They want to work, but thousands of asylum seekers are waiting on the sidelines
Like thousands of other asylum seekers across the country, Marius Tapé is stuck in limbo waiting for the federal government to grant him a work permit.
It normally takes just a couple of weeks — sometimes up to a month and a half — for Immigration, Refugees and Citizenship Canada (IRCC) to grant asylum seekers work permits. But, because of COVID-19, the waiting list is long and growing.
"I want to work. I want to help during the pandemic. I want to be useful to the government," said Tapé, noting he'd like to be a worker in the province's health-care network.
The engineer arrived in Canada from the Ivory Coast in July with his teenage daughter, joining his wife and three other children who had already settled in Granby, Que. "I've been sitting on the same couch for seven months," he said.
No one from IRCC would agree to an interview, but in an email, spokesperson Derek Abma said moving most of its services online has slowed things down. It's not clear when the pace will return to normal. He said IRCC is reaching out to claimants to book appointments for eligibility interviews and is trying to be more flexible.
But immigration lawyer Stéphanie Valois says it will take more than that. She has 15 clients playing the same frustrating waiting game.
"For refugee claimants, I would say it's particularly stressful because the fact of just claiming asylum is already a stressful procedure," she said. "They're not able to just get on with their lives."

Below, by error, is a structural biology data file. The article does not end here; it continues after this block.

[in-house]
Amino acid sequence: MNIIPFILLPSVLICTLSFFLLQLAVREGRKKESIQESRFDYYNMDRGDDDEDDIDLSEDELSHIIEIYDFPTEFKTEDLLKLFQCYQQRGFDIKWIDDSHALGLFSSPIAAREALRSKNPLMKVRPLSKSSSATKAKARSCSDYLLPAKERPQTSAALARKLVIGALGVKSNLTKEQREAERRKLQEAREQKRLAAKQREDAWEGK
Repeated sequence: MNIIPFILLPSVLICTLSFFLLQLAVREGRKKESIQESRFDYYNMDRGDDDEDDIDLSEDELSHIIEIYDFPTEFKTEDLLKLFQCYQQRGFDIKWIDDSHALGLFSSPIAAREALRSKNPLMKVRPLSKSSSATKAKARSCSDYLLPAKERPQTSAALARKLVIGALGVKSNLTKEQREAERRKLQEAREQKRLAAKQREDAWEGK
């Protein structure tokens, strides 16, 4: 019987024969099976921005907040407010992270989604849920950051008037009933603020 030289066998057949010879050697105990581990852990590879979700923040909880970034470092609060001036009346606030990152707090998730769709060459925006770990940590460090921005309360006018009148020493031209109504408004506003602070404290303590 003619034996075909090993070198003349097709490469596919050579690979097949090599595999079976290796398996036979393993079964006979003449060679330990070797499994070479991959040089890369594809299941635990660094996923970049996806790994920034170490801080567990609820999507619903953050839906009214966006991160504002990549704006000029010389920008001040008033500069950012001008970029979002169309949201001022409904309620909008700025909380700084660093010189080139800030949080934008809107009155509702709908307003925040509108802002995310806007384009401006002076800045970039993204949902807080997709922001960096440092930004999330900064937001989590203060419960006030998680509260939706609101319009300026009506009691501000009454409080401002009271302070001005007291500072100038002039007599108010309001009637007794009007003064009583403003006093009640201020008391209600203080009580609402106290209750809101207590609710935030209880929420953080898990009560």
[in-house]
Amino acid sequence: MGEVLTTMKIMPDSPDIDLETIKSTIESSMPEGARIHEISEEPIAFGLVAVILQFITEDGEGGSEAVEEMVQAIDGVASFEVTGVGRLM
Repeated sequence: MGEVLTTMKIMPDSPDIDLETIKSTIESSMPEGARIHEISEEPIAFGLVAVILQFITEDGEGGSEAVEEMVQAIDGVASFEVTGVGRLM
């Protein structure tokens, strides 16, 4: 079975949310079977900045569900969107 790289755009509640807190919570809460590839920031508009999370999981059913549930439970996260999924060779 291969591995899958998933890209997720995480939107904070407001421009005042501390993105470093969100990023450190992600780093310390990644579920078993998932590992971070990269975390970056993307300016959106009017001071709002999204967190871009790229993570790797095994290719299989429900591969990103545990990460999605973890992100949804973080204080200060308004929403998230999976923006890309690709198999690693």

Valois says she has heard of claimants having difficulty opening bank accounts or renting apartments because they are still waiting for official documents from IRCC.
She says many of these new arrivals want to work in the health-care sector, meaning the country is leaving valuable help on the sidelines during the pandemic.
AstraZeneca vaccine review is in the 'final stages,' Health Canada says
Health Canada's chief medical adviser said Monday the department is poised to make a decision on whether to authorize a promising COVID-19 vaccine from AstraZeneca in the coming days.
Dr. Supriya Sharma told the House of Commons health committee that the regulator has received all the necessary scientific information from the company but is still looking into questions about labelling and the product monograph — the information disseminated by Health Canada to medical professionals about how and when a vaccine should be administered and in what groups.
The department has been saying for weeks that its decision on the product would be released soon.
"That review is ongoing. It is in the final stages and the length of time that that takes is really dependent on a number of factors," Sharma said, adding the regulator has put some questions to AstraZeneca and is awaiting responses.
Other countries — notably Australia, the European Union and the United Kingdom — already have authorized the product for use in their jurisdictions, but under different conditions.